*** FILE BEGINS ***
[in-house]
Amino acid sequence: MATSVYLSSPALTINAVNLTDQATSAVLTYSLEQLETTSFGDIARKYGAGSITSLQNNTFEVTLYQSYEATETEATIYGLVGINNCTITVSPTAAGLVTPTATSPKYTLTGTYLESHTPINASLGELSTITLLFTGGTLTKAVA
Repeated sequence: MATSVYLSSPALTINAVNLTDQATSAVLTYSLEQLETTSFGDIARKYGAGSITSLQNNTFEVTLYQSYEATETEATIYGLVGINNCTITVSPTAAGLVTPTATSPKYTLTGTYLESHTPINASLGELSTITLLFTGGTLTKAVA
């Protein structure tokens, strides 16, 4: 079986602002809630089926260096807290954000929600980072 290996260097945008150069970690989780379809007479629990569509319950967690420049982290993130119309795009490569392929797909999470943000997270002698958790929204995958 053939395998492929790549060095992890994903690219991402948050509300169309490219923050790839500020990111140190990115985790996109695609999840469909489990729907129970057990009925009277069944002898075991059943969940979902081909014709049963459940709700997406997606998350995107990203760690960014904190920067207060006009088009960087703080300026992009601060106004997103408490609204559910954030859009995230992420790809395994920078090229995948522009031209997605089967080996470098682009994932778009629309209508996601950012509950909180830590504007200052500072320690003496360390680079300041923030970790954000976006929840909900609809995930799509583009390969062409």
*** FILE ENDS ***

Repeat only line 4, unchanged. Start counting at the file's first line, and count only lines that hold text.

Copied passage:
């Protein structure tokens, strides 16, 4: 079986602002809630089926260096807290954000929600980072 290996260097945008150069970690989780379809007479629990569509319950967690420049982290993130119309795009490569392929797909999470943000997270002698958790929204995958 053939395998492929790549060095992890994903690219991402948050509300169309490219923050790839500020990111140190990115985790996109695609999840469909489990729907129970057990009925009277069944002898075991059943969940979902081909014709049963459940709700997406997606998350995107990203760690960014904190920067207060006009088009960087703080300026992009601060106004997103408490609204559910954030859009995230992420790809395994920078090229995948522009031209997605089967080996470098682009994932778009629309209508996601950012509950909180830590504007200052500072320690003496360390680079300041923030970790954000976006929840909900609809995930799509583009390969062409």